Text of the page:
From Flying Past to Flying Change - Part IV: On Thoroughbreds Losing Relevance in Dressage

Thu, 06/11/2020 - 00:07
The Thoroughbred in Dressage
Angelika Fromming on Fuchstanz xx and Heinrich Boldt aboard Brokat

This article is a continuation in the series From Flying Past to Flying Change: Thoroughbreds in Dressage Competition. Read Part IPart II, and Part III.

On Thoroughbreds Losing Relevance in Dressage

Angelika Frömming had been an international dressage judge for more than two decades and was responsible for the judges’ education in Germany for twenty years. Frömming has closely followed the remarkable development of dressage sport and breeding since the 1950s. She competed herself at Grand Prix-level when thoroughbreds were still able to earn accolades internationally.

What are the reasons that Thoroughbreds, which were once so influential in the sport as well as breeding,  have lost their relevance in dressage competition?

This question is very difficult to reply to for me, almost impossible. On the one hand I am neither at home in racing nor breeding. On the other hand I have not systematically followed which Thoroughbreds have stamped warmblood breeding through its TB-refinement in the past 40-50 years. However, I can confirm that until approximately the mid 1970s Thoroughbreds had been very successful in dressage sport. I think of the competition stables Ahlsen and Springer in Hamburg or the Linsenhoff stable, for example. In these stables it was a matter of course to train Thoroughbreds for advanced classes. Trainers like Willi Schultheis or Bubi Günther or riders like Rosemarie Springer and Liselott Linsenhoff presented Thoroughbreds in international dressage competitions with great success.

I had the pleasure to compete the Thoroughbred stallion Fuchstanz (by Ticino xx), the former lead-horse of derby winner Niederländer xx. We got Fuchstanz when he was 4 years old. Heinrich Boldt, the father of Harry, and later Udo Nesch trained him up to S-level. I tremendously enjoyed riding and competing that horse which was full of elegance, lightness and nobility and had an excellent walk and canter. His trot movement was always elastic and balanced, but from today’s point of view a bit flat out of the shoulders.

At the end of the 1970s and the beginning of the 1980s a certain rethinking in the judging of horses took place. Until then regular paces, a permanent contact and confirmed execution of the movements were the decisive characteristics to judge a presentation. Now another aspect has become more and more relevant;  international judges valued the ground quality of the basic gaits more. It was no longer sufficient to ride correctly, but also to have a horse of a certain quality in walk, trot and canter.

Then the classes for young dressage horses were launched, which overall take the "potential of movement" into account. As a consequence the term "spectacular" appeared, which had not been used in judging until then. As a result the ideal image of the trot movement changed. Initially it was only the wish for a knee lifted higher, but around the year 2000 the wish for a "nice lift of the shoulders" was added.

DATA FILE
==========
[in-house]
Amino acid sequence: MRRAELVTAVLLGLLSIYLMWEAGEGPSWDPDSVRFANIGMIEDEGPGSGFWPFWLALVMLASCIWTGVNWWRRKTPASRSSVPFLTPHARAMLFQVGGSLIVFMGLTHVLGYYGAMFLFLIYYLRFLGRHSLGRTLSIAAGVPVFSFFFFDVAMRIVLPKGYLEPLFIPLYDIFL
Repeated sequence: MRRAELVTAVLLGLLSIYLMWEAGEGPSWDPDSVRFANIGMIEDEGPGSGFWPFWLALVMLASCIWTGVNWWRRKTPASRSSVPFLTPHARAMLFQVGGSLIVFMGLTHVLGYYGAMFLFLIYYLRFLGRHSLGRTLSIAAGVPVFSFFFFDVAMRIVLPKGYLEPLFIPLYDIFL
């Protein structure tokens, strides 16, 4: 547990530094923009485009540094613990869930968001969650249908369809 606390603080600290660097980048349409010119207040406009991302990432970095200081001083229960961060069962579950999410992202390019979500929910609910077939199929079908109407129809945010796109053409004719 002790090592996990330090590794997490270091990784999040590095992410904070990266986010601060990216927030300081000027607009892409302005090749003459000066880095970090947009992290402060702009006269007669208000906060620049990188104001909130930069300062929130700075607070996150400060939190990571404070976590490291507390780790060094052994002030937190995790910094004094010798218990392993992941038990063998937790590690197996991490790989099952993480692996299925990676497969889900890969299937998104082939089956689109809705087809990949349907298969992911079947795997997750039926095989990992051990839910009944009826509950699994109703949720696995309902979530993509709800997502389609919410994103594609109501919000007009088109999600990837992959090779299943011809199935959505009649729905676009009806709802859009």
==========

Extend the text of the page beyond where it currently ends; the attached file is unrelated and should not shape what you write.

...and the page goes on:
Are there other reasons why there are hardly any Thoroughbreds anymore on the international scene since the end of the 1980s?

Angelika Frömming
In my opinion this is the result of both: the changed "fashion trend" and the wish to compete and market the horses as fast as possible. Today the pressure to present and sell the horses is significantly higher than it was the case in the 1960s or 1970s. I descend from a time in which one still assumed that, for example, a Trakehner simply needs a year longer than other warmblood breeds. It is the same with the Thoroughbred; even more so if he came off the race-track. He needs to get used to the weight of the rider and the riding aids in general. It is exactly this "time factor", which is not given to these blood influenced horses anymore, especially if one thinks of the age targets for horses at shows.

In his native country England we still occasionally see Thoroughbreds in advanced dressage competitions. Why does it seem a real challenge for some judges to judge this breed?

The problem is that the judges have specifics about the quality of movements through the international rule book. The This way of moving is typical only for a specific type of horse.

At the moment we do not have a rule book, which says which and how many breed-specific concessions need to be made for the way of moving of a Thoroughbred, an Iberian horse or a Friesian. At the moment every horse, which is presented in a FEI dressage class, is judged based on a uniform assessment standard. A typical example for me was the unforgettable Invasor (under Rafael Soto): piaffe, passage, transitions and canter-pirouettes with a tendency a 9 or even better, extended walk and extended trot rather neared about a 6.5.

Today the situation is really simplified: breeding progress has led to the fact that particularly Andalusians and Lusitano horses have more ground covering and bigger movements. Also modern Friesians can be pretty successful nowadays in international dressage. Overall the Thoroughbred still needs to be able to gallop and win races. If he then is able to refine warmblood breeding, some crossbreds are suitable as a dressage horse due to their way of moving. This is a big win and a true pleasure and I speak from my own experience.

Continue reading: From Flying Past to Flying Change - Part V: The Thoroughbred in the 1970s

Interview by Silke Rottermann
First published in Kavallo magazine 10/2016, p. 30/31 - With friendly permission of Thomas Frei / Kavallo.

Related Links
From Flying Past to Flying Change: Thoroughbreds in Dressage Competition
From Flying Past to Flying Change - Part II: Thoroughbred Champions Between the Wars
From Flying Past to Flying Change - Part III: The Thoroughbred from the Post-War Times into the 1960s